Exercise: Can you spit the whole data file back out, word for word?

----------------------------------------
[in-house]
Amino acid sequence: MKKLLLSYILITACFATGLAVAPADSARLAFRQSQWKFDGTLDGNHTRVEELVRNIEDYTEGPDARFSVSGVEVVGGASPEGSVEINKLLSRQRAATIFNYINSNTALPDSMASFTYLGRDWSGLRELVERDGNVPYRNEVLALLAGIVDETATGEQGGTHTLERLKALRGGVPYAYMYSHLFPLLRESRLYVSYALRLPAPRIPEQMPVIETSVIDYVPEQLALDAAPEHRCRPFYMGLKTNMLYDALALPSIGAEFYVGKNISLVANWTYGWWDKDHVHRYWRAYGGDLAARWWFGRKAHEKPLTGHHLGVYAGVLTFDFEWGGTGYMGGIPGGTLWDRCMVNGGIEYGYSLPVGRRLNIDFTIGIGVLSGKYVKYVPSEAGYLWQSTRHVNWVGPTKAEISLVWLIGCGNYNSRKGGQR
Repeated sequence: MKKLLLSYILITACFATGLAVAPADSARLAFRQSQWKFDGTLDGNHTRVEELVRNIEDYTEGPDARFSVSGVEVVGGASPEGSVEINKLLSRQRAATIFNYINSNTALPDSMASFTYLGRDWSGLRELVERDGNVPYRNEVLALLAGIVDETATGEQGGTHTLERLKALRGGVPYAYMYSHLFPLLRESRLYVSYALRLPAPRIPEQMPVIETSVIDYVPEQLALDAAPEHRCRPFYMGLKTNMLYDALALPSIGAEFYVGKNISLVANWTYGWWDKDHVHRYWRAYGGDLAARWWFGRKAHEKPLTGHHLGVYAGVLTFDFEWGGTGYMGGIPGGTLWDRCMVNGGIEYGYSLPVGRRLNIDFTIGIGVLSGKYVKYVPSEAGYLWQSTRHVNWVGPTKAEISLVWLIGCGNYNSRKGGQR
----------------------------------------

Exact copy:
[in-house]
Amino acid sequence: MKKLLLSYILITACFATGLAVAPADSARLAFRQSQWKFDGTLDGNHTRVEELVRNIEDYTEGPDARFSVSGVEVVGGASPEGSVEINKLLSRQRAATIFNYINSNTALPDSMASFTYLGRDWSGLRELVERDGNVPYRNEVLALLAGIVDETATGEQGGTHTLERLKALRGGVPYAYMYSHLFPLLRESRLYVSYALRLPAPRIPEQMPVIETSVIDYVPEQLALDAAPEHRCRPFYMGLKTNMLYDALALPSIGAEFYVGKNISLVANWTYGWWDKDHVHRYWRAYGGDLAARWWFGRKAHEKPLTGHHLGVYAGVLTFDFEWGGTGYMGGIPGGTLWDRCMVNGGIEYGYSLPVGRRLNIDFTIGIGVLSGKYVKYVPSEAGYLWQSTRHVNWVGPTKAEISLVWLIGCGNYNSRKGGQR
Repeated sequence: MKKLLLSYILITACFATGLAVAPADSARLAFRQSQWKFDGTLDGNHTRVEELVRNIEDYTEGPDARFSVSGVEVVGGASPEGSVEINKLLSRQRAATIFNYINSNTALPDSMASFTYLGRDWSGLRELVERDGNVPYRNEVLALLAGIVDETATGEQGGTHTLERLKALRGGVPYAYMYSHLFPLLRESRLYVSYALRLPAPRIPEQMPVIETSVIDYVPEQLALDAAPEHRCRPFYMGLKTNMLYDALALPSIGAEFYVGKNISLVANWTYGWWDKDHVHRYWRAYGGDLAARWWFGRKAHEKPLTGHHLGVYAGVLTFDFEWGGTGYMGGIPGGTLWDRCMVNGGIEYGYSLPVGRRLNIDFTIGIGVLSGKYVKYVPSEAGYLWQSTRHVNWVGPTKAEISLVWLIGCGNYNSRKGGQR